Updating procedure huawei e220
If you are using network-manager then this modem should be plug 'n play.I tested using Huawei E270, but since lsusb said that my modem is E220/E270, I assume it is the same.In fact, using the modem under Linux proves to be more reliable as there are no uncalled-for disconnections.This is probably due to the fact that we are communicating directly with the modem, whereas in Windows or Mac OS X drivers are installed on first run (that is what the storage portion is for) and connection is achieved through a thick software layer every time, leaving room for possible interferences and conflicts.Anyhow, the IDs are the same for almost all E220s, so you can copy wholesale.This gets around the kernel to recognize the modem functionalities of the device.You can follow any responses to this entry through the RSS 2.0 feed.You can leave a response, or trackback from your own site.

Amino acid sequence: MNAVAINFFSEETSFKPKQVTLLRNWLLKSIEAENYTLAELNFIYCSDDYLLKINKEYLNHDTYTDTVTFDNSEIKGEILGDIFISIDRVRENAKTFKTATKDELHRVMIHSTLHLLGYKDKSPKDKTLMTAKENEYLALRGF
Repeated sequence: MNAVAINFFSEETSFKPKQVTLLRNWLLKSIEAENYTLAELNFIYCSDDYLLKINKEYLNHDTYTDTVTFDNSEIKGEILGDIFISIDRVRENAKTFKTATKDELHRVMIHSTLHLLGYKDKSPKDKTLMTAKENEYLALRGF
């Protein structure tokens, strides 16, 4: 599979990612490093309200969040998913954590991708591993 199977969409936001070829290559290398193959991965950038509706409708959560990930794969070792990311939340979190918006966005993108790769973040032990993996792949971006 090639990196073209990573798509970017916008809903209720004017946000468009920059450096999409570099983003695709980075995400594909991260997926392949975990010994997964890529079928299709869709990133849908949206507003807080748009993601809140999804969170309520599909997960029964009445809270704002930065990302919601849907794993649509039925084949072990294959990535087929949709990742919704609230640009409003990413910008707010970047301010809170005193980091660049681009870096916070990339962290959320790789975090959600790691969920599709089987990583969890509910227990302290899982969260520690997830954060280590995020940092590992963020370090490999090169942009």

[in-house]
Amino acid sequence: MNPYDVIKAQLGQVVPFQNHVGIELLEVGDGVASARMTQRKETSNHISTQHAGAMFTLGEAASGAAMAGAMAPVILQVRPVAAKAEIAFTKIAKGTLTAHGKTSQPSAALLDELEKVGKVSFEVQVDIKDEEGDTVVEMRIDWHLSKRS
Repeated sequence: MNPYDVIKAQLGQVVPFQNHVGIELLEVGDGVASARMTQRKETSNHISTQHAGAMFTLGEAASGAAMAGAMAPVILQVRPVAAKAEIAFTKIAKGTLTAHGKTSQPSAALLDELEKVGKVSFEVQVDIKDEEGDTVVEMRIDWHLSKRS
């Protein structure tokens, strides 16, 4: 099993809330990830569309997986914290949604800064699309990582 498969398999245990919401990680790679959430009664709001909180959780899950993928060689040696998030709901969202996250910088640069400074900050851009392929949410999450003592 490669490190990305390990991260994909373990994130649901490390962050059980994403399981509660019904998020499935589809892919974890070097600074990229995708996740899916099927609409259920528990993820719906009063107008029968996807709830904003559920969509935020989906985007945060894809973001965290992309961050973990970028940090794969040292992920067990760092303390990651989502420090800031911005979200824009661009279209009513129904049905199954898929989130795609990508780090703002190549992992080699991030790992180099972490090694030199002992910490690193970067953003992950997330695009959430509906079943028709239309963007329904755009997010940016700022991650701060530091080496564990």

Technically it is a modem, USB and (due to the CDFS format) CD-ROM device.
If it is not showing up, unplug and plug in the modem again to refresh the connection. They are almost "Plug n' Play", a special trait of Linux.
Now you should see it listed in the Network Manager applet. Edit /etc/and use something like the following: [Dialer hsdpa] Phone = *99***16# Username = 65 Password = user123 Stupid Mode = 1 Dial Command = ATDT Modem = /dev/tty USB0 Baud = 460800 Init2 = ATZ Init3 = ATQ0 V1 E1 S0=0 &C1 &D2 FCLASS=0 ISDN = 0 Modem Type = Analog Modem Edit: This section is nullified if you have UDEV and HAL workarounds, or a script, or a package from AUR. Well, for some reason those of us on newer kernels still have to ride the old ways.
In some cases, all that is needed to be done is to remove the usb-storage module first, then load usbserial with the device IDs.
The first cat command on this page will have that information, while lsusb is an alternative.